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Based in a former 1930s warehouse, this brick-walled performance space hosts music, theater, dance and film events in a medium-size theater, which is adjoined by a more bare-bones bar, where indie-rock musicians are booked by the local promoters the Fold. Broken Bells, Joseph Arthur, Joan as Police Woman, the Living Sisters, David Kilgour, LA Font, Cass McCombs, Nicole Eva Emery, Funeral Party, Dan Stuart, Light FM and many other local and international musicians have ensconced themselves in the Bootleg. The beer and wine bar specializes in such bottled beers as La Fin du Monde and Delirium Tremens, alongside tap favorites like Manifesto and Golden Chaos. There's an outdoor patio in the back, surrounded by brick walls decorated with bright murals, where folks can get a breath of fresh air between sets. Shows are generally 21 & over. Street parking.
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A surreal night of theater, inspired by the dancing women of Toulouse Lautrec's paintings, about the male ideal of art and the feminine divine. Wri...
Fight Club is so passe; these days, even word lovers hold clandestine get-togethers for the sake of a good (literary) fight. Celebrating a year going strong, Write Club Los Angeles tonight hosts another unique showdown where brave souls put their... More »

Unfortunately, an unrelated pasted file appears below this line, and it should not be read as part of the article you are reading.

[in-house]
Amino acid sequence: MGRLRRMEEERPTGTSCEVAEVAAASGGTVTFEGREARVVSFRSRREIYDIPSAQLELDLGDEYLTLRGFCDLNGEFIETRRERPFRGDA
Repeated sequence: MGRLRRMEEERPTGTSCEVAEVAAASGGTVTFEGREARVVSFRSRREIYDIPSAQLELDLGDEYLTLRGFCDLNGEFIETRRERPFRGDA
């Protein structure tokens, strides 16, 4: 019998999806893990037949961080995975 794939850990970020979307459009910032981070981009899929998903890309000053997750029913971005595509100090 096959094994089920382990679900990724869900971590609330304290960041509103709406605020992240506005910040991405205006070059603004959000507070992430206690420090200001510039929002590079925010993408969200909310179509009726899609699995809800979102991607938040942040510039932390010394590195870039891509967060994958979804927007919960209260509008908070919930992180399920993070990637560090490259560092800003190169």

Event Review: Going Green the Wong Way
Kristina Wong Sort of Saves the World -- Originally published but removed and pre-empted by someone I suppose is considered more important than I, your humble art critic (see above). Mine's funnier. Enjoy!
Originally produced by Mad Cat Theatre Company in Miami, and on its way to the Edinburgh Fringe Festival later this year, performance artist, writer, and unsettling provacateuse Kristina Wong’s newest one-woman freak-out, Going Green the Wong Way, makes a stop here at home for three weeks at the Bootleg Theater. An “eco-comedy” for a new generation of frazzled hipsters trying hard to be responsible environmentalists, the show features Wong’s trademark character studies and knack for hilarious and harrowing story-telling. Not one to shy away from self-deprecation or slinging cultural zingers, her lampooning of stereotypes can make the audiences uncomfortable in a delightfully thorny, Andy Kaufman kind of way. Her lively stage presence and groan-inducing honesty makes a meandering tale of woe -- love among the recycling bins, exploding veggie-powered pink Mercedes sedans, science-nerd adolescence -- into a guffaw-inducing, relatable story of how hard it can be to do the right thing and how important it is to keep trying anyway.
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